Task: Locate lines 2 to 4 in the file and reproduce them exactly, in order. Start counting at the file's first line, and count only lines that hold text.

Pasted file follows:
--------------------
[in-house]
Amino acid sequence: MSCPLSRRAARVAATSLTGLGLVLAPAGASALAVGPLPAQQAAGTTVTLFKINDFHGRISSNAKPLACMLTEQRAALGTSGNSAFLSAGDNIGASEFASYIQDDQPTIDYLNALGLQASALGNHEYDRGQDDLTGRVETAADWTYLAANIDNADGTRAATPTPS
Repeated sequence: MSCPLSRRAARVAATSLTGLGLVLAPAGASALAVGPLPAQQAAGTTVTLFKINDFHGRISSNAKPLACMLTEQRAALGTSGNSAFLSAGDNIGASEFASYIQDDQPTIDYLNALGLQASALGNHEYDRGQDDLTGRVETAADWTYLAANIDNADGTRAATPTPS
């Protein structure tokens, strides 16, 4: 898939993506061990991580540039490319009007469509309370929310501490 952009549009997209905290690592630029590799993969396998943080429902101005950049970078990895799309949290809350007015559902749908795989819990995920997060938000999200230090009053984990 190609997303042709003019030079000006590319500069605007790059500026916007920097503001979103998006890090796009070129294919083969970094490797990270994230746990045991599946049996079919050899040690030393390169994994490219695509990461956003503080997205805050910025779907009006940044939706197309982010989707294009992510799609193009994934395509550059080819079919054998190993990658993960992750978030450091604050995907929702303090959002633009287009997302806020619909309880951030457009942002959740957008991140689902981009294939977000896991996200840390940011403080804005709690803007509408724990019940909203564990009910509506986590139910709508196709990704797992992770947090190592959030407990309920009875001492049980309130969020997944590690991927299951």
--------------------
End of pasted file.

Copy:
Amino acid sequence: MSCPLSRRAARVAATSLTGLGLVLAPAGASALAVGPLPAQQAAGTTVTLFKINDFHGRISSNAKPLACMLTEQRAALGTSGNSAFLSAGDNIGASEFASYIQDDQPTIDYLNALGLQASALGNHEYDRGQDDLTGRVETAADWTYLAANIDNADGTRAATPTPS
Repeated sequence: MSCPLSRRAARVAATSLTGLGLVLAPAGASALAVGPLPAQQAAGTTVTLFKINDFHGRISSNAKPLACMLTEQRAALGTSGNSAFLSAGDNIGASEFASYIQDDQPTIDYLNALGLQASALGNHEYDRGQDDLTGRVETAADWTYLAANIDNADGTRAATPTPS
């Protein structure tokens, strides 16, 4: 898939993506061990991580540039490319009007469509309370929310501490 952009549009997209905290690592630029590799993969396998943080429902101005950049970078990895799309949290809350007015559902749908795989819990995920997060938000999200230090009053984990 190609997303042709003019030079000006590319500069605007790059500026916007920097503001979103998006890090796009070129294919083969970094490797990270994230746990045991599946049996079919050899040690030393390169994994490219695509990461956003503080997205805050910025779907009006940044939706197309982010989707294009992510799609193009994934395509550059080819079919054998190993990658993960992750978030450091604050995907929702303090959002633009287009997302806020619909309880951030457009942002959740957008991140689902981009294939977000896991996200840390940011403080804005709690803007509408724990019940909203564990009910509506986590139910709508196709990704797992992770947090190592959030407990309920009875001492049980309130969020997944590690991927299951």